Rolex Maxi Regatta

Just finished racing in the Rolex Maxi Regatta in Sardinia Italy on the RP 82 Highland Fling.  Sardinia offered up the usual mix of conditions with winds between 0 and 18 knots.  It also provided some beautiful sailing amongst the hundreds of rocks and islands around the Porto Cervo area where the racing is based out of.

All the boats are divided into four different divisions and we were in the Maxi Racing class.  Our toughest competitors were Esmit Europa, a RP 100 with a canting  keel, and the 135 foot J boat Valsheda.  Comparing our boat to these, we are a very wide bodied hull which has great stability and does best in 20+ knot winds.  Esmit Europa is narrow with a very tall rig and excells in under 12, while Valsheda loves the 10-20 knot wind range.  

So with the 0-18 winds that we had all week, it tended to favor either one of our competitors, but never us.  Each day one of them would win, we would come second, and the other third.  Our score line at the end of the regatta was 2,2,2,2.  Theirs was 1,3,1,3 and 3,1,3,1.  And the final result was a three way tie for first, each of us with eight points.  Unfortunately for us the tie break system went their way, so Esmit Europa wins, Valsheda second, and us third.  Bugger!  But personally, I score us as tied for first!

A couple highlights of the week was race one when we were 3 minutes from the finish and hit an unmarked rock at full speed, taking us from 13 knots to 0, sending crew flying, losing one wheel and all hydraulics, and taking a huge chunk of lead out of our keel.  We limped across the line at half speed, and still beat Esmit by 14 seconds.  Luckily racing was canceled the next day for high winds and sea and we were able to lift the boat out by crane in the main port of Olbia and work through the night repairing the keel in time for race two.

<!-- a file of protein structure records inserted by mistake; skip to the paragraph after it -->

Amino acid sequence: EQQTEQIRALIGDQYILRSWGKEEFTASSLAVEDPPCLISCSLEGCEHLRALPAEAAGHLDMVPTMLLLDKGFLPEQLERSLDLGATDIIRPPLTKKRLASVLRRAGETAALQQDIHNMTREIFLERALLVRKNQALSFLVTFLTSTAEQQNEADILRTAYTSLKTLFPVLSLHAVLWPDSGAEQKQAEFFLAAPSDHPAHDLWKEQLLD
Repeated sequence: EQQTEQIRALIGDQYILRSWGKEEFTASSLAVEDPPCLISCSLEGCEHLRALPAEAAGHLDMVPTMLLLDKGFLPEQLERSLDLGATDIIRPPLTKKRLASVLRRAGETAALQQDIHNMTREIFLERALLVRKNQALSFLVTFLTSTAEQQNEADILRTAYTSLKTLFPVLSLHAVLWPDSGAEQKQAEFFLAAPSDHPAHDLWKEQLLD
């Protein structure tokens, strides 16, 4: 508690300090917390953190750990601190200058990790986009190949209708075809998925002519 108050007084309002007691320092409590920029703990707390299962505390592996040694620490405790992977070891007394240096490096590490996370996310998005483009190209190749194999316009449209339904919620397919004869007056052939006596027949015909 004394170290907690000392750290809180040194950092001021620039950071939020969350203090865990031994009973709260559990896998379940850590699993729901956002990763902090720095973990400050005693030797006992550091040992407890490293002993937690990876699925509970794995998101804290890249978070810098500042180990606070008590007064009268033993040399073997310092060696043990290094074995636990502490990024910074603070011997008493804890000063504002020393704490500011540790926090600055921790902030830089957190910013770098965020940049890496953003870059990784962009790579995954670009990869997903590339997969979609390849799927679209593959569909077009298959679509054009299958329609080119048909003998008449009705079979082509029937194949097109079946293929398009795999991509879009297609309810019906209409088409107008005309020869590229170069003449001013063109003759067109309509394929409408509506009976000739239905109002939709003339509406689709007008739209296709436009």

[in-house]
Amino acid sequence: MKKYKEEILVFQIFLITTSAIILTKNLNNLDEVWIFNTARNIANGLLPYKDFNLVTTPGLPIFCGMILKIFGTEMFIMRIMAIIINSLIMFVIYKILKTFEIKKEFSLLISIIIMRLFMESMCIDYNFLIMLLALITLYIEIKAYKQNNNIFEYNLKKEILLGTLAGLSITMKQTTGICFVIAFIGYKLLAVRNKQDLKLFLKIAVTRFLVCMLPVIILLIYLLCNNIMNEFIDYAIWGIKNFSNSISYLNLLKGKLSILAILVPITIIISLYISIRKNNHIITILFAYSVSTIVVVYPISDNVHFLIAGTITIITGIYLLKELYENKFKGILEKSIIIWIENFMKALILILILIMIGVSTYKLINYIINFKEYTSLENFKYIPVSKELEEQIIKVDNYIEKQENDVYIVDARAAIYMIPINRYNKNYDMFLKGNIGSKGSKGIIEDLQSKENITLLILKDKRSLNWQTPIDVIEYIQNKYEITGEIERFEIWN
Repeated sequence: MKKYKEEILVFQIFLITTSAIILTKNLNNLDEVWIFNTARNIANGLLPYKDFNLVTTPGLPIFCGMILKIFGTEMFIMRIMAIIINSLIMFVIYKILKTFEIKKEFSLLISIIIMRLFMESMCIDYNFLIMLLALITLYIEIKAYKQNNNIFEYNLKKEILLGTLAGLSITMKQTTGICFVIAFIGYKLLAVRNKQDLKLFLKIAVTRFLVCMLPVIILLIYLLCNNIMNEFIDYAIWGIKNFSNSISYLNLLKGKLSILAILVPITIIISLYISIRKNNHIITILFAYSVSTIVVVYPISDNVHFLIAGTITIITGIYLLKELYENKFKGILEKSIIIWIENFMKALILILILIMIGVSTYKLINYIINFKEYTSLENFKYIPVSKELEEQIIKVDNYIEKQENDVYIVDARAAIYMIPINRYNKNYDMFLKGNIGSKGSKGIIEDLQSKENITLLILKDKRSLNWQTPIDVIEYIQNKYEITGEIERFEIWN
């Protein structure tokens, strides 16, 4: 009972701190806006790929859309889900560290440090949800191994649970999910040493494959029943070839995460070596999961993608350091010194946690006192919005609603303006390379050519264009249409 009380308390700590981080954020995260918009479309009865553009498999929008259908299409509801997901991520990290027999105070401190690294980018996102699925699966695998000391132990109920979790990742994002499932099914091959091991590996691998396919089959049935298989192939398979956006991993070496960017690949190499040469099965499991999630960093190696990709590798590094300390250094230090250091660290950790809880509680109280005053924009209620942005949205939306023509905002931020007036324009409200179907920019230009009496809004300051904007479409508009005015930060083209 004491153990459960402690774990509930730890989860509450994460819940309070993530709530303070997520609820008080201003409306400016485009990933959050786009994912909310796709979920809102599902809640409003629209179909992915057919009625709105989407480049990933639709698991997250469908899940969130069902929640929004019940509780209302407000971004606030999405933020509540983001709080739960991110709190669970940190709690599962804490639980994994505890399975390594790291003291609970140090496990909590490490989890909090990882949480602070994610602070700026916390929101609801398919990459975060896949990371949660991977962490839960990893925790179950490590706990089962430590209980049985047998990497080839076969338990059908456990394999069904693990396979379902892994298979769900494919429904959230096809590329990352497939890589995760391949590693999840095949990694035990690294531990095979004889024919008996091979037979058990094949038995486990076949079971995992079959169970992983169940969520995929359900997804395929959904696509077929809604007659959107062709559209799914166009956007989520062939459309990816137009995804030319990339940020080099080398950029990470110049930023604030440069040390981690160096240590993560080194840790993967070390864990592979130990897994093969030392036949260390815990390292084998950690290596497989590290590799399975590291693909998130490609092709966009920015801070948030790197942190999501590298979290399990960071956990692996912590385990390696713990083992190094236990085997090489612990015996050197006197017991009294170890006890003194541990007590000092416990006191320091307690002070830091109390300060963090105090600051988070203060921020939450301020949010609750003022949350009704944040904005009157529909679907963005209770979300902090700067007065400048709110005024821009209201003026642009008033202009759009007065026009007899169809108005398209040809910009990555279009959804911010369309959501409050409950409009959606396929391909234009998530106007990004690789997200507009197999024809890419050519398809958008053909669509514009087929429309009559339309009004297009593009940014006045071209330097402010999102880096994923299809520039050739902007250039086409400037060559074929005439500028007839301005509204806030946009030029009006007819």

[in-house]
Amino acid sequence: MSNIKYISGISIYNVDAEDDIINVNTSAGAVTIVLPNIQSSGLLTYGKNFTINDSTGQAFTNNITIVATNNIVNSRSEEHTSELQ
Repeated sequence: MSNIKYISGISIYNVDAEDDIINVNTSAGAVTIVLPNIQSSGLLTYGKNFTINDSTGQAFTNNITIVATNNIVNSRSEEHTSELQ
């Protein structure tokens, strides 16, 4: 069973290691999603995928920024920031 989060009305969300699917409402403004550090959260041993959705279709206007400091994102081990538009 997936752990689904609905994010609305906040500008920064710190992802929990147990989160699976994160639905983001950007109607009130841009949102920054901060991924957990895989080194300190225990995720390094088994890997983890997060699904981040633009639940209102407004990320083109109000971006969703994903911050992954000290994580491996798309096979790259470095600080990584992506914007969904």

Our second highlight of the week was catching a tow in the wake of the 200+ foot Hetarios as they passed near us in race 3.  We were reaching along at a good clip and as they passed below us we turned down to surf their wake.  Our boat did beautifully, accelerating quickly and jumping to 20knots as  we scooted along behind this bigger and faster moving yacht, tucked in and surfing in and out of their wake, spray flying, doing their faster speed for about five minutes.  

The final highlight was just after this tow as we set the A4 spinnaker for a fast ride downwind.  Everyone was just getting sorted when the jammer holding the forward corner of the sail failed and the sail went sideways, rather than in front of us.  The boat was immediately thrown on it’s side, sails in the water, until the wind went from the sails and  the lead keel brings the boat back upright.  Nobody hurt or lost overboard, so sheet back on and take off again at full pace.  A media helicopter just happened to be following us at the time, so this pretty spectacular wipe out was plastered everywhere by that evening.

So another great week of racing in Sardina which is one of the most beautiful and challenging places to sail in the world.  Add in the great food we enjoyed all week and the friendly Italian people, and it’s easy to see why it’s so popular.

I am now in route directly to my next event, the Farr 40 Worlds in Chicago.  I have five events in a row on this trip and it will be eight weeks before I return home, so as much as I love what I do for a living, I will be ready for a little break when it’s over.

Ciao, from 30,000 feet.

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